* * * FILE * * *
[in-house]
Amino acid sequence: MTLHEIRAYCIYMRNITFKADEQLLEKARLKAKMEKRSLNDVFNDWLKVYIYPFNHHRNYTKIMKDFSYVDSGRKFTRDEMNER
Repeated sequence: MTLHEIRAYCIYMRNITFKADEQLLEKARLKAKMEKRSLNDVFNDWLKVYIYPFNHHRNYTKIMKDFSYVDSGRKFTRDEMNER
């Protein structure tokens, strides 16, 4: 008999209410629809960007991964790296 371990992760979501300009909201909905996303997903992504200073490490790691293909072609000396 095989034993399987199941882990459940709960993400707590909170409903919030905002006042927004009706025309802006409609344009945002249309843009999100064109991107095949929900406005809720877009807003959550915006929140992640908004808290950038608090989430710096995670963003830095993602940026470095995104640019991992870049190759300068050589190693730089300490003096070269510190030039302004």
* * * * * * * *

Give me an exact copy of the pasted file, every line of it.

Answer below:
[in-house]
Amino acid sequence: MTLHEIRAYCIYMRNITFKADEQLLEKARLKAKMEKRSLNDVFNDWLKVYIYPFNHHRNYTKIMKDFSYVDSGRKFTRDEMNER
Repeated sequence: MTLHEIRAYCIYMRNITFKADEQLLEKARLKAKMEKRSLNDVFNDWLKVYIYPFNHHRNYTKIMKDFSYVDSGRKFTRDEMNER
């Protein structure tokens, strides 16, 4: 008999209410629809960007991964790296 371990992760979501300009909201909905996303997903992504200073490490790691293909072609000396 095989034993399987199941882990459940709960993400707590909170409903919030905002006042927004009706025309802006409609344009945002249309843009999100064109991107095949929900406005809720877009807003959550915006929140992640908004808290950038608090989430710096995670963003830095993602940026470095995104640019991992870049190759300068050589190693730089300490003096070269510190030039302004």